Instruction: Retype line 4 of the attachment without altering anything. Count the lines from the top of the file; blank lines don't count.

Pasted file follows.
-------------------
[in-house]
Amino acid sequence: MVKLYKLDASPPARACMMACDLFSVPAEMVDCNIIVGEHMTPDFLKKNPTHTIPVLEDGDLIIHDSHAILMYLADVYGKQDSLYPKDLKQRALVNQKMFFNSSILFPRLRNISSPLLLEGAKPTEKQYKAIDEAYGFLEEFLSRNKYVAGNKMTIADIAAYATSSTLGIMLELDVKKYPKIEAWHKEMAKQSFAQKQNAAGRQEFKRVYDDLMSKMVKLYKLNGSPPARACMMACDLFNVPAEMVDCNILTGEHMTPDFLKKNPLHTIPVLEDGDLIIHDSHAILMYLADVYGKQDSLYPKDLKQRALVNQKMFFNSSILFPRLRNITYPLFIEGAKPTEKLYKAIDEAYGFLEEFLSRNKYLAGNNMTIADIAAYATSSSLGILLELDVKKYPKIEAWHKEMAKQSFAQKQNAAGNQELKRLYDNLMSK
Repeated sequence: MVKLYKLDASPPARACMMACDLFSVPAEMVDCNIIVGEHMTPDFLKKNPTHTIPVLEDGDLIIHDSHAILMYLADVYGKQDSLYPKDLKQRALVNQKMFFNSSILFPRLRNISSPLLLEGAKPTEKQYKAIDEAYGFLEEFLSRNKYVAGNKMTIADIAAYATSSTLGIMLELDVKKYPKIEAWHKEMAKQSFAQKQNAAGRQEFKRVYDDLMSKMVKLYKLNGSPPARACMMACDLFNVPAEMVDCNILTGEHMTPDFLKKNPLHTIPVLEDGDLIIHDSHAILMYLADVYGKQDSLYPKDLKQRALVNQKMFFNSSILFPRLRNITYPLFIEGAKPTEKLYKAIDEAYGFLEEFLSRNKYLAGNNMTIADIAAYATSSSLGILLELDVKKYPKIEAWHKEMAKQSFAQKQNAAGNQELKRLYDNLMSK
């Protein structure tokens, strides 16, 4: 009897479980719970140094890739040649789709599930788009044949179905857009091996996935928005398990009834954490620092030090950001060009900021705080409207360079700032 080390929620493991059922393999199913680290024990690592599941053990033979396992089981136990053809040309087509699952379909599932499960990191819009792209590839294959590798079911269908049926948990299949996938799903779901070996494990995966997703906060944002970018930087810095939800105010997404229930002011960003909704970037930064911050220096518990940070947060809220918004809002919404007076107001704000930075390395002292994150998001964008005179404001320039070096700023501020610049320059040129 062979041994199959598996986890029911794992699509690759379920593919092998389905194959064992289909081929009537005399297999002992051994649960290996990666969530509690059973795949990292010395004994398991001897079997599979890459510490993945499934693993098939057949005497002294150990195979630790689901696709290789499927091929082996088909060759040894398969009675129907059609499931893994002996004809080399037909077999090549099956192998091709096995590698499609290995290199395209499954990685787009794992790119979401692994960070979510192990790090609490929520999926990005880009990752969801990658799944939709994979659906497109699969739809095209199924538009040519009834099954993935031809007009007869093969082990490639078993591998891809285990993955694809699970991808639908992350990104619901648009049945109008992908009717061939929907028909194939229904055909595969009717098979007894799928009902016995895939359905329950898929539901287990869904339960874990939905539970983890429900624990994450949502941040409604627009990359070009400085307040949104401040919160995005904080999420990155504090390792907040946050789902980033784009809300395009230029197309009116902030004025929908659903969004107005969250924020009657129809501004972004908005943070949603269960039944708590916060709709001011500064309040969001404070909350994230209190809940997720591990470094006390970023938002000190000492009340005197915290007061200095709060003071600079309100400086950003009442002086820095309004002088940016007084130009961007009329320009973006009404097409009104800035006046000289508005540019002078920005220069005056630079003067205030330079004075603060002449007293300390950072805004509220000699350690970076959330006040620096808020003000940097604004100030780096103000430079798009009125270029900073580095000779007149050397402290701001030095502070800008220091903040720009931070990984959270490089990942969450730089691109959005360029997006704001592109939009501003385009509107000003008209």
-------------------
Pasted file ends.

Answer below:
């Protein structure tokens, strides 16, 4: 009897479980719970140094890739040649789709599930788009044949179905857009091996996935928005398990009834954490620092030090950001060009900021705080409207360079700032 080390929620493991059922393999199913680290024990690592599941053990033979396992089981136990053809040309087509699952379909599932499960990191819009792209590839294959590798079911269908049926948990299949996938799903779901070996494990995966997703906060944002970018930087810095939800105010997404229930002011960003909704970037930064911050220096518990940070947060809220918004809002919404007076107001704000930075390395002292994150998001964008005179404001320039070096700023501020610049320059040129 062979041994199959598996986890029911794992699509690759379920593919092998389905194959064992289909081929009537005399297999002992051994649960290996990666969530509690059973795949990292010395004994398991001897079997599979890459510490993945499934693993098939057949005497002294150990195979630790689901696709290789499927091929082996088909060759040894398969009675129907059609499931893994002996004809080399037909077999090549099956192998091709096995590698499609290995290199395209499954990685787009794992790119979401692994960070979510192990790090609490929520999926990005880009990752969801990658799944939709994979659906497109699969739809095209199924538009040519009834099954993935031809007009007869093969082990490639078993591998891809285990993955694809699970991808639908992350990104619901648009049945109008992908009717061939929907028909194939229904055909595969009717098979007894799928009902016995895939359905329950898929539901287990869904339960874990939905539970983890429900624990994450949502941040409604627009990359070009400085307040949104401040919160995005904080999420990155504090390792907040946050789902980033784009809300395009230029197309009116902030004025929908659903969004107005969250924020009657129809501004972004908005943070949603269960039944708590916060709709001011500064309040969001404070909350994230209190809940997720591990470094006390970023938002000190000492009340005197915290007061200095709060003071600079309100400086950003009442002086820095309004002088940016007084130009961007009329320009973006009404097409009104800035006046000289508005540019002078920005220069005056630079003067205030330079004075603060002449007293300390950072805004509220000699350690970076959330006040620096808020003000940097604004100030780096103000430079798009009125270029900073580095000779007149050397402290701001030095502070800008220091903040720009931070990984959270490089990942969450730089691109959005360029997006704001592109939009501003385009509107000003008209």